High School Leadership Academy wraps up in its inaugural year

Jessica Knieff

High school students from around Shawnee County presented a showcase of their work for the High School Leadership Academy June 18.

Over the past week, 19 high students attended the Washburn Leadership Institute’s inaugural summer High School Leadership Academy.

These presentations ranged from preventing texting and driving to redefining the perception of Highland Park High School to reforming high school dress codes. The issues identified by these students were all strategically identified and analyzed using four competencies taught throughout the week: managing self, engaging others, energizing others and intervening skillfully.

The students were kept busy all week with activities like touring the state capitol, a United Way bus tour of the city, familiarizing themselves with Washburn’s campus and even completed a day of service giving back to the Pine Ridge community.

This first year program was funded by a grant from the Topeka Community Foundation and made possible through the efforts of Katelyn Rollins, the Leadership Institute faculty, many community partners and the nine collegiate peer mentors that supported the high schoolers throughout the week.

“The program is meant to empower students,” Rollins said. “We really want these students to be not just the class presidents, we want them to be students that have potential. This is an opportunity for them to strengthen their leadership skills to then go back to their high schools and apply what they learned.”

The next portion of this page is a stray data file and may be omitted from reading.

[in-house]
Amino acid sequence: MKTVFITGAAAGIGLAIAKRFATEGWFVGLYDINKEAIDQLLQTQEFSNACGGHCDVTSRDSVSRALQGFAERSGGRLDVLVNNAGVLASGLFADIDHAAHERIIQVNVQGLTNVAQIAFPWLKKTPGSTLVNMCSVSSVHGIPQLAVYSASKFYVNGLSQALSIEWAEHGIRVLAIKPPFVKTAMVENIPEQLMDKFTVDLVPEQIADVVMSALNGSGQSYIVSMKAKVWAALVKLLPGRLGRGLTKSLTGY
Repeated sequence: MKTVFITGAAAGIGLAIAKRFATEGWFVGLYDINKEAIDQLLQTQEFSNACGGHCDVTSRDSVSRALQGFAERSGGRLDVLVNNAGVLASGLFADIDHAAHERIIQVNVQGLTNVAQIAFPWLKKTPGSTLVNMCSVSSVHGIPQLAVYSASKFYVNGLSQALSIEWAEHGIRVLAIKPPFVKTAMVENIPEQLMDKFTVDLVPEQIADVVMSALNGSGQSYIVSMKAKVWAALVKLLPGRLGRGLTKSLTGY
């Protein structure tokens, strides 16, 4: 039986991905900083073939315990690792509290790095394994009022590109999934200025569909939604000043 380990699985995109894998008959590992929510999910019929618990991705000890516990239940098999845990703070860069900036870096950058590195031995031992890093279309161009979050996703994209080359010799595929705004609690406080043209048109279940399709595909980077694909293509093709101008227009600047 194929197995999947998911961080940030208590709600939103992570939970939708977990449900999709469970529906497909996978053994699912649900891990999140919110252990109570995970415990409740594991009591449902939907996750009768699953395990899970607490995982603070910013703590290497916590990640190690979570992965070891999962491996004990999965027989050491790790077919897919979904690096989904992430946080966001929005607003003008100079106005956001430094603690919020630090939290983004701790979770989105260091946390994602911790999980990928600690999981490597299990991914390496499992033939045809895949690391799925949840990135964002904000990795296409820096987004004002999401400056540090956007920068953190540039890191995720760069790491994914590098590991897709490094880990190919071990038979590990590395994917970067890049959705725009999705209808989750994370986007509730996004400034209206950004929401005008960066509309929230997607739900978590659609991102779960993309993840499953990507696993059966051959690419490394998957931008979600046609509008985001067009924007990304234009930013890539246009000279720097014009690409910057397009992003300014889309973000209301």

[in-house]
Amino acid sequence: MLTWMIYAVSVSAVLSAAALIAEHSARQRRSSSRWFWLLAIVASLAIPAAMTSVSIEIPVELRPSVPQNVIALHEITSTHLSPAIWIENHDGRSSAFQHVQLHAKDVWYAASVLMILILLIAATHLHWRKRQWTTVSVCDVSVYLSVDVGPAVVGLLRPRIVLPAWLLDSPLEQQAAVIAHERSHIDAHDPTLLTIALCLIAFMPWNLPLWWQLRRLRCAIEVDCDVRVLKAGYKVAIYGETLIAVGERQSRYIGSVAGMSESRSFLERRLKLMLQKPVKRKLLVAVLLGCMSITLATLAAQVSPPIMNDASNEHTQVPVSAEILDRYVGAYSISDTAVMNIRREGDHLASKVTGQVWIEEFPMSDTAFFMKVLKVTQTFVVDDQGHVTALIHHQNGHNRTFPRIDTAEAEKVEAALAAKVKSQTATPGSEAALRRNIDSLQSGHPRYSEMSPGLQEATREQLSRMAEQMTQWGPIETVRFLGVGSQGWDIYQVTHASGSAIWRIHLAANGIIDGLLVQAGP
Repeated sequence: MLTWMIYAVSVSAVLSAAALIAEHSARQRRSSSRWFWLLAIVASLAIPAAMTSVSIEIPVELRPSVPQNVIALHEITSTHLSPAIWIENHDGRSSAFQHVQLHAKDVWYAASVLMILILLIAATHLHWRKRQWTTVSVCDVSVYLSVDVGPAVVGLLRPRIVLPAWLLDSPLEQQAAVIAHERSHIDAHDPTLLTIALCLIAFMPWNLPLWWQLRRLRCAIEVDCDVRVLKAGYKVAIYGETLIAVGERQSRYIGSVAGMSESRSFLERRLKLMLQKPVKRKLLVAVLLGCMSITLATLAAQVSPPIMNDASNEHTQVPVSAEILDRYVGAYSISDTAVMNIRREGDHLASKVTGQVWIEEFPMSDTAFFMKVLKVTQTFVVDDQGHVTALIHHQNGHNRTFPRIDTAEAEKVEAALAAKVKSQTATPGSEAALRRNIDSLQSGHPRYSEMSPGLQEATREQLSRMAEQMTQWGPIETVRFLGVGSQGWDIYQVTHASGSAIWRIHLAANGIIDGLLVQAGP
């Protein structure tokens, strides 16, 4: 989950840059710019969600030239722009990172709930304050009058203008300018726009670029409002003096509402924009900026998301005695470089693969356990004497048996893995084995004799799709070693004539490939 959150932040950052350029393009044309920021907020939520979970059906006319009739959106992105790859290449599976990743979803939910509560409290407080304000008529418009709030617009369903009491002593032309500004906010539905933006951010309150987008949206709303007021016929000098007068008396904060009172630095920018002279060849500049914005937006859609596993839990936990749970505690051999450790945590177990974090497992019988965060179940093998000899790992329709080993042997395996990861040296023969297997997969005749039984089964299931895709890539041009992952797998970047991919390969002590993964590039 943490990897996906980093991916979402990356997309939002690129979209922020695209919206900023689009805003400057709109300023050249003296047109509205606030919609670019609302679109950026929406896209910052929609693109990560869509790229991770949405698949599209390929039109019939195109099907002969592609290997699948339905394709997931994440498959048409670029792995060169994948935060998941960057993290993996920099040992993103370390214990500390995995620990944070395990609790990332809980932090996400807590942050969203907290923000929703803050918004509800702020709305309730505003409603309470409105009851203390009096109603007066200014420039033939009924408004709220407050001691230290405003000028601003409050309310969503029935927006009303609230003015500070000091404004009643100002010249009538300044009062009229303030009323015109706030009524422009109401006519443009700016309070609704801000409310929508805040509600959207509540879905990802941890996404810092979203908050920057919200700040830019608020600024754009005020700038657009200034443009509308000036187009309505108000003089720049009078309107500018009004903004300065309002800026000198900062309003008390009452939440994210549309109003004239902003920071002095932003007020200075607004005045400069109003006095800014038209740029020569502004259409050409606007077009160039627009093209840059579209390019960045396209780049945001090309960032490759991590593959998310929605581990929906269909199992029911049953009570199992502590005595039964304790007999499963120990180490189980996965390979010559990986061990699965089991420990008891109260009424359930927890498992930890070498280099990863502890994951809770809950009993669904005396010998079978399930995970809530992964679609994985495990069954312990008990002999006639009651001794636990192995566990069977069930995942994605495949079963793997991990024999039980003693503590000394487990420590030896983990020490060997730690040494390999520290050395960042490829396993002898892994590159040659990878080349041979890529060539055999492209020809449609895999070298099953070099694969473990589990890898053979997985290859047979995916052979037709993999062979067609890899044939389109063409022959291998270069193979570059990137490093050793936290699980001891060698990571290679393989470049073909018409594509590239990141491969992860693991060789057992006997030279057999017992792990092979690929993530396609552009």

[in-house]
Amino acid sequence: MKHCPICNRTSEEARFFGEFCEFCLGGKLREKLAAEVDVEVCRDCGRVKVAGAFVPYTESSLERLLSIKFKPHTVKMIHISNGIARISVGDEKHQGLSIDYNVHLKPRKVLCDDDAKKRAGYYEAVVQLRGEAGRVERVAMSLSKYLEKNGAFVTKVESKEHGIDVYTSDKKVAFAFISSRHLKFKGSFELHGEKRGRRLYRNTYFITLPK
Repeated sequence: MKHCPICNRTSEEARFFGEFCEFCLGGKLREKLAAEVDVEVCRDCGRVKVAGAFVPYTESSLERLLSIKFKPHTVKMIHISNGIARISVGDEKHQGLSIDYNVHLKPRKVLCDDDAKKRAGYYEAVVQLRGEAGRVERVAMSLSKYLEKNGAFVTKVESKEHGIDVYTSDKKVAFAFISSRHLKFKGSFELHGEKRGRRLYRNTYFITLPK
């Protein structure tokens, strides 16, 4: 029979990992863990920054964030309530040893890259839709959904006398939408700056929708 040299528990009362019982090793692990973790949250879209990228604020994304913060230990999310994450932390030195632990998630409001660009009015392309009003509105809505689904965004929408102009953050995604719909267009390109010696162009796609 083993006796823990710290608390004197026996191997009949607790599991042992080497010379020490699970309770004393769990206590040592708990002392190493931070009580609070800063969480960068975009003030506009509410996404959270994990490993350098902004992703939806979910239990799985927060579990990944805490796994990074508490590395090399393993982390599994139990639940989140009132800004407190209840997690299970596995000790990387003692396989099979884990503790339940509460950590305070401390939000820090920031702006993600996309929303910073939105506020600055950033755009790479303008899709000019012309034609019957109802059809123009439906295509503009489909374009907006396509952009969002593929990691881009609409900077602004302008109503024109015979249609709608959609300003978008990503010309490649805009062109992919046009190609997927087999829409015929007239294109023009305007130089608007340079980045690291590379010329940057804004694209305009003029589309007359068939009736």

The students lived in Washburn’s Lincoln Residence Hall for one week. They spent their days engaging with various community partners learning about Topeka, past and present.

“I hope they are inspired to realize and recognize that they can do so much more than they think they can,” said Morgan Holloway, sophomore technology administration major and peer mentor for HSLA.

Holloway says the experience as a peer mentor allowed her to support the youth leaders of Topeka and Shawnee County. She also learned a lot about leadership from what the high schools students had to say in their reflections on the week.

The high school attendees were each nominated by their principals and following an application process, were notified of their selection through a surprise tapping ceremony at their schools. The students were hand selected based on their potential as leaders to incite change in their communities.

“I have created a network for myself, I have opened my mind to a lot of new opportunities that I never would have thought existed in Topeka, Kansas,” said Haley Campbell-Zirkel, junior at Highland Park High School and participant in HSLA.

She enthusiastically said that anyone considering involvement with this new program should do it. She said that although it is a week out of your summer, it will make a lifetime of difference.

Rollins said she expects the program to have an increase in engagement from both Washburn Leadership Institute students as well as community partners in future years. The combined efforts of these two groups created a meaningful experience for the young leaders involved.